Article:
Type 1 or 2 diabetes in pregnancy and your emotional health

You may need support with your emotional well-being as you go through a pregnancy with type 1 or 2 diabetes

Pregnancy and childbirth can be emotional at the best of times, but if you have diabetes to cope with too, then you have yet another load to bear.

Try to be kind to yourself and recognise that you have a lot on your plate. Accept offers of help from your partner, friends or family and be honest if you could do with a break. Going for a walk on your own or having a phone conversation with a friend can make things feel much better.

If you are feeling really bleak about things, or extremely anxious, do share your feelings with someone who you feel you can talk to in your healthcare team – perhaps your GP or a diabetes midwife. At least one in ten women experience anxiety and depression in pregnancy, so it is not uncommon.

Depending on your symptoms, what services are available locally and what you feel might work for you, treatment can vary including self-help, talking therapies, or medication. It takes courage to admit that you need help – it’s certainly nothing to be ashamed of – and the sooner you seek support, the sooner things can be put in place to help you have a happier, healthier pregnancy.

Read more general supportive information about mental wellbeing in pregnancy

'In my second pregnancy, I went to a special diabetes antenatal group run by my hospital so that was really good because you could talk to other people who were in a similar boat. It was nice to be with other people in the same situation.' Sara, mum of two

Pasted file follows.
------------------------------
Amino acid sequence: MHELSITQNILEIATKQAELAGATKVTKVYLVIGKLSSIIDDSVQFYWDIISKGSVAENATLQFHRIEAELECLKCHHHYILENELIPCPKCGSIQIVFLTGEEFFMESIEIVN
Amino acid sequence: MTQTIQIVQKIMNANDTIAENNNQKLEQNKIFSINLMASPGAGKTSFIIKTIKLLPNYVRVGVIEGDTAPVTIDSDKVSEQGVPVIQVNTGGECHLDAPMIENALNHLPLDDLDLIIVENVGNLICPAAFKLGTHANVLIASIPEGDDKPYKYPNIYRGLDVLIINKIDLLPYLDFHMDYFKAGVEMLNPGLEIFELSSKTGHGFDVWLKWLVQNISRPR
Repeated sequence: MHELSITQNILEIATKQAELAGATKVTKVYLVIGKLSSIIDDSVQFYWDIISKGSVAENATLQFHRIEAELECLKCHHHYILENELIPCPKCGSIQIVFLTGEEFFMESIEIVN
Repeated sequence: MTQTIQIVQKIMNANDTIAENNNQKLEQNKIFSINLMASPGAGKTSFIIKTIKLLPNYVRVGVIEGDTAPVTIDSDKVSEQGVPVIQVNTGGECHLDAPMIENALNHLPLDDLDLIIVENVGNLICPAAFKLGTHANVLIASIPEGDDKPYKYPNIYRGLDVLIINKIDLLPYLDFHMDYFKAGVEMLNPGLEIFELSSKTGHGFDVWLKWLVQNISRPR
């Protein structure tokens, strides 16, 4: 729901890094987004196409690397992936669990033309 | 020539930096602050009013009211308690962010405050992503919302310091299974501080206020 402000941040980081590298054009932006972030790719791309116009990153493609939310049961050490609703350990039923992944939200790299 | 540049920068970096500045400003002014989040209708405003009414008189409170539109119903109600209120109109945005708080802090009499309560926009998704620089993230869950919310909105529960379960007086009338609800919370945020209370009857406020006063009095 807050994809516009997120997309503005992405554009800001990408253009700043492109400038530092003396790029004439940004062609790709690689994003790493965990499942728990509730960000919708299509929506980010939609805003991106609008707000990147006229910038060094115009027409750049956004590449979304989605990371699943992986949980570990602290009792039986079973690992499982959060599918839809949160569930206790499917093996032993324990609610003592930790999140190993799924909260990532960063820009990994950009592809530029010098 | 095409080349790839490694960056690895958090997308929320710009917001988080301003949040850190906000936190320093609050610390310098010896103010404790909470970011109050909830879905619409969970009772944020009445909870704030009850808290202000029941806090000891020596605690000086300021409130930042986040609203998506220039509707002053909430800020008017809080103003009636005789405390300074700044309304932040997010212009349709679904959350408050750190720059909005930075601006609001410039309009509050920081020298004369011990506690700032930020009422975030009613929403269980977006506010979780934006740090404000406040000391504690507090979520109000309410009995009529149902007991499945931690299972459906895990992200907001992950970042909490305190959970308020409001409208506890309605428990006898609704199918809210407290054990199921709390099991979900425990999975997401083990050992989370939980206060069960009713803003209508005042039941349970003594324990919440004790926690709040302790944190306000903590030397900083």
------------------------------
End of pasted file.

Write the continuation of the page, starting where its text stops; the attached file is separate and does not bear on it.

Getting help from family and friends

If you have a partner or close friends and family around you during your pregnancy, try to involve them in understanding how diabetes affects your pregnancy (and vice versa).

Make them aware of hypoglycaemia and hyperglycaemia

People who are close to you particularly need to know the information that relates to your safety – for example, they may need to help you if you have a hypo or a hyper, and to learn to notice when you are having a hypo, as you may have hypo unawareness when you are pregnant.

Read more about hypo and hypers here

Tell them about your insulin regime

They need to know about your insulin regime, and any changes to it over time.

Give them contact numbers

They should have all the contact numbers for the specialist pregnancy teams in case you become unwell.

Ask someone to come to appointments with you

Another important role they can play is in coming to appointments with you. It can be hard to take in everything so bring someone along who can listen and take notes for you. Afterwards, you may find it easier to piece together what was said and they may be able to advocate on your behalf if you are having difficulty getting your point across. Healthcare teams welcome partners or family members attending consultations.

Share your thoughts and fears

More generally, pregnancy is also a good time to share what you are going through with those who are close to you. You may not have talked much about your diabetes before, but the extra appointments, tests and challenges in managing your glucose may take their toll. Talking it through with someone may ease the burden for you.

More in this section

More sections on type 1 or 2 diabetes in pregnancy

    Last reviewed on September 1st, 2015. Next review date September 1st, 2017.

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    Please note that these comments are monitored but not answered by Tommy’s. Please call your GP or maternity unit if you have concerns about your health or your baby’s health.

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